Though destitute of that bewitching affability of manner which gained Francis the hearts of all who approached his person, he was no stranger to the virtues which secured fidelity and attachment. He placed unbounded confidence in his generals; he rewarded their services with munificence; he neither envied their fame, nor discovered any jealousy of their power. Almost all the generals who conducted his armies may be placed on a level with those illustrious personages who have attained the highest eminence of military glory: and his advantages over his rivals are to be ascribed so manifestly to the superior abilities of the commanders whom he set in opposition to them, that this might seem to detract, in some degree, from his own merit, if the talent of discovering and employing such instruments were not the most undoubted proof of his capacity for government.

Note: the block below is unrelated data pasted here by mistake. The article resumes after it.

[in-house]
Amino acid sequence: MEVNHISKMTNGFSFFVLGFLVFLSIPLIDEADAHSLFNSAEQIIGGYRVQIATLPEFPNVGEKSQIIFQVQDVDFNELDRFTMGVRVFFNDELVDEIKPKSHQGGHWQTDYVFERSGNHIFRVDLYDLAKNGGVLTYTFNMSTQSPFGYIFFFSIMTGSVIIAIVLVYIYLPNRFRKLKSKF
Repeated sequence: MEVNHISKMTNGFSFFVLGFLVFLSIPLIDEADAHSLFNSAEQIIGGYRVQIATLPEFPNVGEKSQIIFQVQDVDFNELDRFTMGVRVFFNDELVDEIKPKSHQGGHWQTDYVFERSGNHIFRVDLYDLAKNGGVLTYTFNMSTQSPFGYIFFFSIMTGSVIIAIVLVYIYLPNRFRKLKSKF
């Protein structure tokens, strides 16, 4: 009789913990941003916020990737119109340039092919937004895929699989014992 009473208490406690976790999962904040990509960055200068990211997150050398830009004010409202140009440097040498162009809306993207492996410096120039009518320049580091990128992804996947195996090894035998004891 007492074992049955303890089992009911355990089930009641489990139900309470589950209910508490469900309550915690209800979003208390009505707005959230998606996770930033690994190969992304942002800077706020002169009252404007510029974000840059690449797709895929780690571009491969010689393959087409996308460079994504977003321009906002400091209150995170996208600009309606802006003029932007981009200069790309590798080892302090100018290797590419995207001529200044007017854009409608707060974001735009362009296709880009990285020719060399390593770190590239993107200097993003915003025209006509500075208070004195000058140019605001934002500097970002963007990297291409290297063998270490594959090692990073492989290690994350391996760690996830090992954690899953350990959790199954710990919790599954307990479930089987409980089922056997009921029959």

There were, nevertheless, defects in his political character which must considerably abate the admiration due to his extraordinary talents. Charles's ambition was insatiable; and though there seems to be no foundation for an opinion prevalent in his own age, that he had formed the chimerical project of establishing an universal monarchy in Europe, it is certain that his desire of being distinguished as a conqueror involved him in continual wars, which exhausted and oppressed his subjects, and left him little leisure for giving attention to the interior police and improvement of his kingdoms,-the great objects of every prince who makes the happiness of his people the end of his government.